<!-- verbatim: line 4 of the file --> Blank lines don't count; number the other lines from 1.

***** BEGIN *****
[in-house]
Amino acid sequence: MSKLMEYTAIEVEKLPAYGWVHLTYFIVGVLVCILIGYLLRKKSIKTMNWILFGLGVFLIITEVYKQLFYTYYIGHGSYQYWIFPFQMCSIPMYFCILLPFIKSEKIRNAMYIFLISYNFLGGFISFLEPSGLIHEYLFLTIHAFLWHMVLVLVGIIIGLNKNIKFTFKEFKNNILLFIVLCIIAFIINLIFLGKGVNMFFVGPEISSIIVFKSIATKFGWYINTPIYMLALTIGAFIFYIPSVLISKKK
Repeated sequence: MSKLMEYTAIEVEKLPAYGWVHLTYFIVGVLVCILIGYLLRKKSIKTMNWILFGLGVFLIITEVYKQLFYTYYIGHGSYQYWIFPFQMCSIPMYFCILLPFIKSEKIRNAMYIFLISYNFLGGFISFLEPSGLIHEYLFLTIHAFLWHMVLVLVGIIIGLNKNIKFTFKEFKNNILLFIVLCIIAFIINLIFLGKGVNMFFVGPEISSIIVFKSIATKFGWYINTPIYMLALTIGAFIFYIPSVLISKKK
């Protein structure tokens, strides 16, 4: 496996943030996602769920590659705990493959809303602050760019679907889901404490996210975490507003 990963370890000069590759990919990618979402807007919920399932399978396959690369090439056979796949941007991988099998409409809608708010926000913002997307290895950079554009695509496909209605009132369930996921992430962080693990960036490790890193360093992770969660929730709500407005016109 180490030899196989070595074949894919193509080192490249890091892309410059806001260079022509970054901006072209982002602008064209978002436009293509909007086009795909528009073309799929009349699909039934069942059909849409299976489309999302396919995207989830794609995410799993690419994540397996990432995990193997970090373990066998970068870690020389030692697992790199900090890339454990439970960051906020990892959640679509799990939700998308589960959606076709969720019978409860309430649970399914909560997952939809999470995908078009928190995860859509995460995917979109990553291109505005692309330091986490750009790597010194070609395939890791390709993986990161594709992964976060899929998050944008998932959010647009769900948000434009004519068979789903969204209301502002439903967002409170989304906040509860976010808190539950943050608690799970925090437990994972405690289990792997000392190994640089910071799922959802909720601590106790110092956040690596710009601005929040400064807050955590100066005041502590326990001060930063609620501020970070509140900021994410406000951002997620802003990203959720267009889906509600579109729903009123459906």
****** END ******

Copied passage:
């Protein structure tokens, strides 16, 4: 496996943030996602769920590659705990493959809303602050760019679907889901404490996210975490507003 990963370890000069590759990919990618979402807007919920399932399978396959690369090439056979796949941007991988099998409409809608708010926000913002997307290895950079554009695509496909209605009132369930996921992430962080693990960036490790890193360093992770969660929730709500407005016109 180490030899196989070595074949894919193509080192490249890091892309410059806001260079022509970054901006072209982002602008064209978002436009293509909007086009795909528009073309799929009349699909039934069942059909849409299976489309999302396919995207989830794609995410799993690419994540397996990432995990193997970090373990066998970068870690020389030692697992790199900090890339454990439970960051906020990892959640679509799990939700998308589960959606076709969720019978409860309430649970399914909560997952939809999470995908078009928190995860859509995460995917979109990553291109505005692309330091986490750009790597010194070609395939890791390709993986990161594709992964976060899929998050944008998932959010647009769900948000434009004519068979789903969204209301502002439903967002409170989304906040509860976010808190539950943050608690799970925090437990994972405690289990792997000392190994640089910071799922959802909720601590106790110092956040690596710009601005929040400064807050955590100066005041502590326990001060930063609620501020970070509140900021994410406000951002997620802003990203959720267009889906509600579109729903009123459906």